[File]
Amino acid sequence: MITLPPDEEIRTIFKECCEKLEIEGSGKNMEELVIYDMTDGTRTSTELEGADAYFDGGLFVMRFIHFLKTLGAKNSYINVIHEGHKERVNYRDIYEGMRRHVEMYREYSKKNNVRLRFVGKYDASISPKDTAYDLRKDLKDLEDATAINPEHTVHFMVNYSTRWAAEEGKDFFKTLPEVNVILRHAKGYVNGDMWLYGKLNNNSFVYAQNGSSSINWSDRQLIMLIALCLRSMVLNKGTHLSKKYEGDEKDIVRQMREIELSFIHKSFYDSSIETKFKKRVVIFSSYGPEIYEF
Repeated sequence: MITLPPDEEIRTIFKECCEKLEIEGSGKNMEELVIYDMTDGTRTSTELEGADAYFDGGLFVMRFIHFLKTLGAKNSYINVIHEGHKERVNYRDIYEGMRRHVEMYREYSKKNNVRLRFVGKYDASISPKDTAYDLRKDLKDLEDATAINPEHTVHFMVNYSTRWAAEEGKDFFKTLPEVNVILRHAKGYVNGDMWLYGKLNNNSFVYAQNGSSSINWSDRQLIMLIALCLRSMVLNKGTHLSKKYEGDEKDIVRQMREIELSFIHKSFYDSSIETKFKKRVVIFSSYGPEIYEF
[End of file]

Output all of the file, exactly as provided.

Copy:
Amino acid sequence: MITLPPDEEIRTIFKECCEKLEIEGSGKNMEELVIYDMTDGTRTSTELEGADAYFDGGLFVMRFIHFLKTLGAKNSYINVIHEGHKERVNYRDIYEGMRRHVEMYREYSKKNNVRLRFVGKYDASISPKDTAYDLRKDLKDLEDATAINPEHTVHFMVNYSTRWAAEEGKDFFKTLPEVNVILRHAKGYVNGDMWLYGKLNNNSFVYAQNGSSSINWSDRQLIMLIALCLRSMVLNKGTHLSKKYEGDEKDIVRQMREIELSFIHKSFYDSSIETKFKKRVVIFSSYGPEIYEF
Repeated sequence: MITLPPDEEIRTIFKECCEKLEIEGSGKNMEELVIYDMTDGTRTSTELEGADAYFDGGLFVMRFIHFLKTLGAKNSYINVIHEGHKERVNYRDIYEGMRRHVEMYREYSKKNNVRLRFVGKYDASISPKDTAYDLRKDLKDLEDATAINPEHTVHFMVNYSTRWAAEEGKDFFKTLPEVNVILRHAKGYVNGDMWLYGKLNNNSFVYAQNGSSSINWSDRQLIMLIALCLRSMVLNKGTHLSKKYEGDEKDIVRQMREIELSFIHKSFYDSSIETKFKKRVVIFSSYGPEIYEF